Today’s messages — If you’re receiving a high volume of email, using Today’s Messages is a no-brainer. When you’re dealing with email overload, being able to filter things down to a single day is critical to getting the most recent correspondence out the door.

Send Later — If you’re needing email to be sent at a specific day and time, Send Later is for you. I use it to make sure scheduled emails hit the recipient’s inbox on my schedule…while still meeting theirs. If I log off for the night late, but need an email sent first thing the next morning and not before, Send Later can help.

MinimizeToTray — Not a critical option, but it’s nice to have. The MinimizeToTray add-on allows you to put your running Thunderbird instance next to your clock (MATE desktop) and keep it out of sight until new mail arrives.

WPS Office

For any situation where you’ll never need to deal with Microsoft Office documents, LibreOffice is fantastic. Despite its dated UI, it provides all the basic functionality you might need from an office suite. Unfortunately for folks coming from current versions of Microsoft Office, it’s not even remotely cutting it.

This is where I’ve found that WPS Office has met a genuine need. First, it provides a similar interface that Microsoft converts will feel at home with. Additionally, it also provides a classic interface for users such as myself who have greater experience with OpenOffice/LibreOffice.

Next is the available templates. I found the available template selection under Elegant Mode to be extensive. LibreOffice also offers templates, but I found those offered in WPS Office to be far greater in quality and quantity. The added advantage of having them built-in, was also a treat.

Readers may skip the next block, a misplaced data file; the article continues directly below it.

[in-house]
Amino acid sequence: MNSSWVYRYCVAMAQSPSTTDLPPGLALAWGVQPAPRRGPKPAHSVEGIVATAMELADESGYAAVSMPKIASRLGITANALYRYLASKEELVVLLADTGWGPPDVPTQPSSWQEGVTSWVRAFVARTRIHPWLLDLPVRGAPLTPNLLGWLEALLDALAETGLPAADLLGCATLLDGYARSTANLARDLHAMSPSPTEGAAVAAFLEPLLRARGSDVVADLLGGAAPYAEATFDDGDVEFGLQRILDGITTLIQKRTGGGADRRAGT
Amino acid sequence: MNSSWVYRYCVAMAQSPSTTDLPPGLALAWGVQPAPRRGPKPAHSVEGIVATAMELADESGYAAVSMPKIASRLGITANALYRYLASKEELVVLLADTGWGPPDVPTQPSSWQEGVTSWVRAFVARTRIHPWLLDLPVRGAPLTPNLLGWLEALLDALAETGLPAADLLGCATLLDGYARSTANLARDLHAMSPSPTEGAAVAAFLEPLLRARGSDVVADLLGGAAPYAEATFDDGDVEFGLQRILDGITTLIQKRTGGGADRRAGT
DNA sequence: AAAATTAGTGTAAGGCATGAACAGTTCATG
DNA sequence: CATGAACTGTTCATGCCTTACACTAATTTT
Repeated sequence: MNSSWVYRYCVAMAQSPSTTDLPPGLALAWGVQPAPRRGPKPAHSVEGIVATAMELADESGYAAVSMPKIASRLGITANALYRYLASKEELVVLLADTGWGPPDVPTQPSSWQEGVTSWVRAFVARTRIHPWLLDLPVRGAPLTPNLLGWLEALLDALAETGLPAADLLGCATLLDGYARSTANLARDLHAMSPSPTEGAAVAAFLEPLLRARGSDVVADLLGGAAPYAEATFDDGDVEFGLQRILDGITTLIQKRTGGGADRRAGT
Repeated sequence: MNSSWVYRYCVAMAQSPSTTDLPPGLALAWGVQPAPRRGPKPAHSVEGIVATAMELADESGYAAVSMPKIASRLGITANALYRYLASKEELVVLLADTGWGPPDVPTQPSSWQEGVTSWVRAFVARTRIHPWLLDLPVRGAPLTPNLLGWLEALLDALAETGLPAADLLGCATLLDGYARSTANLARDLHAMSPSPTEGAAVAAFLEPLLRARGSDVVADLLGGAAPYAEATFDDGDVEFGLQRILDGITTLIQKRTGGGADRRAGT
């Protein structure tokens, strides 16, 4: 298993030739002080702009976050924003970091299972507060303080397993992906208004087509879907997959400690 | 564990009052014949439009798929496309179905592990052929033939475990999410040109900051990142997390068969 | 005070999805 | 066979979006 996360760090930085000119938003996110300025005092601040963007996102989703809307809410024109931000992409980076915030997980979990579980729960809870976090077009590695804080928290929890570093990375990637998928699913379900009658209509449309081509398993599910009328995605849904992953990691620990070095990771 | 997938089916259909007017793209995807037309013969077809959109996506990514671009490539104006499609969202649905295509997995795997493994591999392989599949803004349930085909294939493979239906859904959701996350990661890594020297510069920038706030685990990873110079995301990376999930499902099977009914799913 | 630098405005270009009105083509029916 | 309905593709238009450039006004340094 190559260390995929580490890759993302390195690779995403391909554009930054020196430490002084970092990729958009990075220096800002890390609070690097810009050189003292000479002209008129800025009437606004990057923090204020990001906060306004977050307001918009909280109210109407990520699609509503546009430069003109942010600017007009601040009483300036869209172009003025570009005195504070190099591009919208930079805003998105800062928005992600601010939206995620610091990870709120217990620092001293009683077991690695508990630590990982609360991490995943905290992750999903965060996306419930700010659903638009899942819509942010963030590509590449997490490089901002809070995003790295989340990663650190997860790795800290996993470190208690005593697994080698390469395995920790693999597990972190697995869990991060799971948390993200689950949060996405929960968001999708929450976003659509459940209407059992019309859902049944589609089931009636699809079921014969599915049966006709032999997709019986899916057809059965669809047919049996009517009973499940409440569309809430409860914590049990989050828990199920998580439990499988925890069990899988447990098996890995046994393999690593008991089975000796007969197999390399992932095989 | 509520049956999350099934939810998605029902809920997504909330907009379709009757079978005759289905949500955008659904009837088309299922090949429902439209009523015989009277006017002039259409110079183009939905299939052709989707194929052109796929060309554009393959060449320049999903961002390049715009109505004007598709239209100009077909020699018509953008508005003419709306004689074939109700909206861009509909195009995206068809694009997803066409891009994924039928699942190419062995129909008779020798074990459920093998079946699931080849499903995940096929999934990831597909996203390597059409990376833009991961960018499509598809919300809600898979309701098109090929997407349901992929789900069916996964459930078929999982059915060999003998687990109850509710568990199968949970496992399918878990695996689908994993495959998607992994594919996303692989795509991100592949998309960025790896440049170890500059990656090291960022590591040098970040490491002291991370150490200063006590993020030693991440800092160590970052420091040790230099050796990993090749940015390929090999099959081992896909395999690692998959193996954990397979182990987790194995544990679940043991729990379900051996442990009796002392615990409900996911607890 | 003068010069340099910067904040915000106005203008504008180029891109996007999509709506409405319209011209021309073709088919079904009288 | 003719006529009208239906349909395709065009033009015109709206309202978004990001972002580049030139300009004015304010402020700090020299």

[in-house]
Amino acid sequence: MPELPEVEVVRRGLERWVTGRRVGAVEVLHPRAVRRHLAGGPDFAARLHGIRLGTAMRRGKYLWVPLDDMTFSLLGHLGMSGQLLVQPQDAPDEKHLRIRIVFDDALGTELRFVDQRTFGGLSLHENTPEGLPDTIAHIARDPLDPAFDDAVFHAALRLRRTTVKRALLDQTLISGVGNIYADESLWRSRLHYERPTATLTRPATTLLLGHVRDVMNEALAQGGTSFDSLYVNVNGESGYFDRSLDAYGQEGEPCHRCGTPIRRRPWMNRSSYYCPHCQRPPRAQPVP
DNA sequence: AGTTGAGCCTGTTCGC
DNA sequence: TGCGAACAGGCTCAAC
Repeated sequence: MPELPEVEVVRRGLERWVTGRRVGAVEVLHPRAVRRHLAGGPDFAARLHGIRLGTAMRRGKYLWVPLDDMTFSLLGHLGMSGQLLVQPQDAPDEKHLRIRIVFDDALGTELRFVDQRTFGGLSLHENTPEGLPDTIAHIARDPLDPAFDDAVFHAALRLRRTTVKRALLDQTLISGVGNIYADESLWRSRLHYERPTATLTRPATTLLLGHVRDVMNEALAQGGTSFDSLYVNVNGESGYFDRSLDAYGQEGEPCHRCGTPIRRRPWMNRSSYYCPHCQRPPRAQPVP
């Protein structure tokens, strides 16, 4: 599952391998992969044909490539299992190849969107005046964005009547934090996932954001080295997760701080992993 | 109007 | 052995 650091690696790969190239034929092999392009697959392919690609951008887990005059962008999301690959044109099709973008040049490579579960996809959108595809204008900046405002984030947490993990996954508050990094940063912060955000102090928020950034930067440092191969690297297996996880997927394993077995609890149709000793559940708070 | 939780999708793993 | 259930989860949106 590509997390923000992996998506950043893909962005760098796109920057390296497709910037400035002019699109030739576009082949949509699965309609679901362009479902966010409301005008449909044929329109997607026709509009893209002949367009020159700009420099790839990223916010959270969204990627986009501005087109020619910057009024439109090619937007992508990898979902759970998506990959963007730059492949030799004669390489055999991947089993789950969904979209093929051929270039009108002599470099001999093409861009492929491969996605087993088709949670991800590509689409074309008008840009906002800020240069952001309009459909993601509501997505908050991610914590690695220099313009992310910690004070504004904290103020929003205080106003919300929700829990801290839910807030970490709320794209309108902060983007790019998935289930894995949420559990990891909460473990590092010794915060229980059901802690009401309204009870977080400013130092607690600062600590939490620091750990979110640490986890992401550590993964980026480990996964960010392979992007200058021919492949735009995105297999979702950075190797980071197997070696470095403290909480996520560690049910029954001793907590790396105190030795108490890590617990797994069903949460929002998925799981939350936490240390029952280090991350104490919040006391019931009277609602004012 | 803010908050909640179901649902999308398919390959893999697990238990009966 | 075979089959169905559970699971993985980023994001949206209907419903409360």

And finally, the handling of Microsoft Office formats is rock solid under WPS. To be ultimately fair, LibreOffice does better than it did in the past…but there is simply no contest with regard to spreadsheet and document formats when opening modern Microsoft Office documents.


For me, using GIMP is fairly straight forward – this is the image editor I have the greatest experience with. Trying to use Photoshop, by contrast, just confuses me. Unfortunately, most people coming to the Linux desktop for the first time realize early on that GIMP is nothing like Photoshop in terms of layout and work flow.

For newcomers, I have been recommending “Gimphoto”. It’s designed to operate in much the same way as Photoshop, which means for some newcomers there is less anxiety in the switch to a new operating system. From the plugins to the menu, Photoshop users will feel at home using Gimphoto. Need CMYK “print friendly” colors? Gimphoto offers this support right out of the box.


One of the killer new applications of the past couple of years has been Evernote. And while there is a plethora of FoSS friendly note taking applications, they don’t hold a candle to Evernote’s existing user base. Fact is, people are plugged into Evernote’s functionality.

Luckily, there is a Linux friendly application called Nevernote that will provide you with the Evernote access you desire. While it may lack some of the features found in the native Evernote client, it’s very close in overall compatibility and functionality.


Over the years, I’ve used a number of scanning applications. But none of them has been easier to use than SimpleScan. Regardless of operating system, this is the single easiest to use scanning application I’ve ever used.

For those of you using wifi enabled printers such as the HP Officejet Pro 8600, SimpleScan detects the built-in scanner. And by detects the scanner I mean if the printer is setup to print over wifi using HPLIP, SimpleScan will allow you to use your scanner functionality over wifi as well.

Making Linux Easier

Making Linux easier to use is about using software that makes sense for the end user. Based on my experience, the software titles I’ve shared will make the Linux desktop very simple to use. By providing expected functionality with minimal hassle, new comers to today’s latest distros will be much happier and more likely to stick around.

Photo courtesy of Shutterstock.